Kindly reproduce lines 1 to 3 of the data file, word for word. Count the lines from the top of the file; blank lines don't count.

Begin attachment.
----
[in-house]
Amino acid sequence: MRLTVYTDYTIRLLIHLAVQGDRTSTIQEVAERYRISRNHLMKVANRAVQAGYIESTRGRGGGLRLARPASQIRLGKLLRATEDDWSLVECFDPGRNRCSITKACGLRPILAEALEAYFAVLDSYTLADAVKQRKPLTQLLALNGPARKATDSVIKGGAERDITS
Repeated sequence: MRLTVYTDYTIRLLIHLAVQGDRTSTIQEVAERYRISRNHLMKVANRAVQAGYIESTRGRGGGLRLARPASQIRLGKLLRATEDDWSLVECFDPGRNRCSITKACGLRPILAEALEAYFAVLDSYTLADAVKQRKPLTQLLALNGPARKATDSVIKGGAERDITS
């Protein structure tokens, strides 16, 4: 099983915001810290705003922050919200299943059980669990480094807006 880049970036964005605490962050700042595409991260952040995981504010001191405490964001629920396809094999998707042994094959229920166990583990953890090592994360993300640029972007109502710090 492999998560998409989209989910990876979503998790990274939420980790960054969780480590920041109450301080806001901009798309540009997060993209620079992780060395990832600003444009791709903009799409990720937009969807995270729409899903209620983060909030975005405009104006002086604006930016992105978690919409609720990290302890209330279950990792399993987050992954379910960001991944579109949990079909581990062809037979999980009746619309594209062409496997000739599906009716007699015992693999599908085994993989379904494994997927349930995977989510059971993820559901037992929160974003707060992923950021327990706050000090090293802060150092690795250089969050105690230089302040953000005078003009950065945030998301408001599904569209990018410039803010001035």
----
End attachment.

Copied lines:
[in-house]
Amino acid sequence: MRLTVYTDYTIRLLIHLAVQGDRTSTIQEVAERYRISRNHLMKVANRAVQAGYIESTRGRGGGLRLARPASQIRLGKLLRATEDDWSLVECFDPGRNRCSITKACGLRPILAEALEAYFAVLDSYTLADAVKQRKPLTQLLALNGPARKATDSVIKGGAERDITS
Repeated sequence: MRLTVYTDYTIRLLIHLAVQGDRTSTIQEVAERYRISRNHLMKVANRAVQAGYIESTRGRGGGLRLARPASQIRLGKLLRATEDDWSLVECFDPGRNRCSITKACGLRPILAEALEAYFAVLDSYTLADAVKQRKPLTQLLALNGPARKATDSVIKGGAERDITS